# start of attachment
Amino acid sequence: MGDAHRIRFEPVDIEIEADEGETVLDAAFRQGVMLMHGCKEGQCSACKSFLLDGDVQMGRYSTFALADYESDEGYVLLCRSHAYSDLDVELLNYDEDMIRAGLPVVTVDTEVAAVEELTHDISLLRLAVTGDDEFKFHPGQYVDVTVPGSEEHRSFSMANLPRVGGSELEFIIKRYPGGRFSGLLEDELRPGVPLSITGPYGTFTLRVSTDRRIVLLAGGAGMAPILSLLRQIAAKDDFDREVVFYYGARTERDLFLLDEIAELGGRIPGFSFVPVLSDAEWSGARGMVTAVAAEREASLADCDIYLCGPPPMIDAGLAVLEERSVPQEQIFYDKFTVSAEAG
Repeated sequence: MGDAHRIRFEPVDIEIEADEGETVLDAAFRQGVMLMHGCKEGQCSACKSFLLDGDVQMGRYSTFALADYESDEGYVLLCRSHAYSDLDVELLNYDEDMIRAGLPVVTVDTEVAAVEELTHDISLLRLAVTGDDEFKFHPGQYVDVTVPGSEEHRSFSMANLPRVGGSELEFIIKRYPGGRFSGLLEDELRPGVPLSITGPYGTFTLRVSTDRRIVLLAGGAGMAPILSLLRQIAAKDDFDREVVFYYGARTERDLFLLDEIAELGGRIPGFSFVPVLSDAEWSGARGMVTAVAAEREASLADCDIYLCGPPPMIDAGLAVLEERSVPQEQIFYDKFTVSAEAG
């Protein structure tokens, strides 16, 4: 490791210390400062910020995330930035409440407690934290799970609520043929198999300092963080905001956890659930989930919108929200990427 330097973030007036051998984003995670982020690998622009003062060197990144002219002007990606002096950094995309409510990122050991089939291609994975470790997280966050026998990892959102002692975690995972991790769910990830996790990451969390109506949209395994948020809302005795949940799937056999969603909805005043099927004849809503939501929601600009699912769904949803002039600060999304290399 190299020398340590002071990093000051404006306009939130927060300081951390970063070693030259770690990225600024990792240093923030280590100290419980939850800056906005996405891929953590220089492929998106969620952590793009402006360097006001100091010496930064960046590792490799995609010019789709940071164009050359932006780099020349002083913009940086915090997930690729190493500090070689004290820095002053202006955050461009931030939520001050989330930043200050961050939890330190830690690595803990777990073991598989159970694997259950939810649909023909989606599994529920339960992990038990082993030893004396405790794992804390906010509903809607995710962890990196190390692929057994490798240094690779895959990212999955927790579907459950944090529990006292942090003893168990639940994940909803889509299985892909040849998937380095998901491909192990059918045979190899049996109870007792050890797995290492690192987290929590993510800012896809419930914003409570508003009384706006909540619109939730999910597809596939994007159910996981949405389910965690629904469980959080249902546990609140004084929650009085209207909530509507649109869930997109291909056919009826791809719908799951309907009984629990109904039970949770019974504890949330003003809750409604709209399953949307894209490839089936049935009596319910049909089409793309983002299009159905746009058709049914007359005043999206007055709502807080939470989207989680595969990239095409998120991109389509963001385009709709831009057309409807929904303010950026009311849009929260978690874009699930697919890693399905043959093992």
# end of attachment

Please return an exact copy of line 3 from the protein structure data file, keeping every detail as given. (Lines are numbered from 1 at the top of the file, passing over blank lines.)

């Protein structure tokens, strides 16, 4: 490791210390400062910020995330930035409440407690934290799970609520043929198999300092963080905001956890659930989930919108929200990427 330097973030007036051998984003995670982020690998622009003062060197990144002219002007990606002096950094995309409510990122050991089939291609994975470790997280966050026998990892959102002692975690995972991790769910990830996790990451969390109506949209395994948020809302005795949940799937056999969603909805005043099927004849809503939501929601600009699912769904949803002039600060999304290399 190299020398340590002071990093000051404006306009939130927060300081951390970063070693030259770690990225600024990792240093923030280590100290419980939850800056906005996405891929953590220089492929998106969620952590793009402006360097006001100091010496930064960046590792490799995609010019789709940071164009050359932006780099020349002083913009940086915090997930690729190493500090070689004290820095002053202006955050461009931030939520001050989330930043200050961050939890330190830690690595803990777990073991598989159970694997259950939810649909023909989606599994529920339960992990038990082993030893004396405790794992804390906010509903809607995710962890990196190390692929057994490798240094690779895959990212999955927790579907459950944090529990006292942090003893168990639940994940909803889509299985892909040849998937380095998901491909192990059918045979190899049996109870007792050890797995290492690192987290929590993510800012896809419930914003409570508003009384706006909540619109939730999910597809596939994007159910996981949405389910965690629904469980959080249902546990609140004084929650009085209207909530509507649109869930997109291909056919009826791809719908799951309907009984629990109904039970949770019974504890949330003003809750409604709209399953949307894209490839089936049935009596319910049909089409793309983002299009159905746009058709049914007359005043999206007055709502807080939470989207989680595969990239095409998120991109389509963001385009709709831009057309409807929904303010950026009311849009929260978690874009699930697919890693399905043959093992």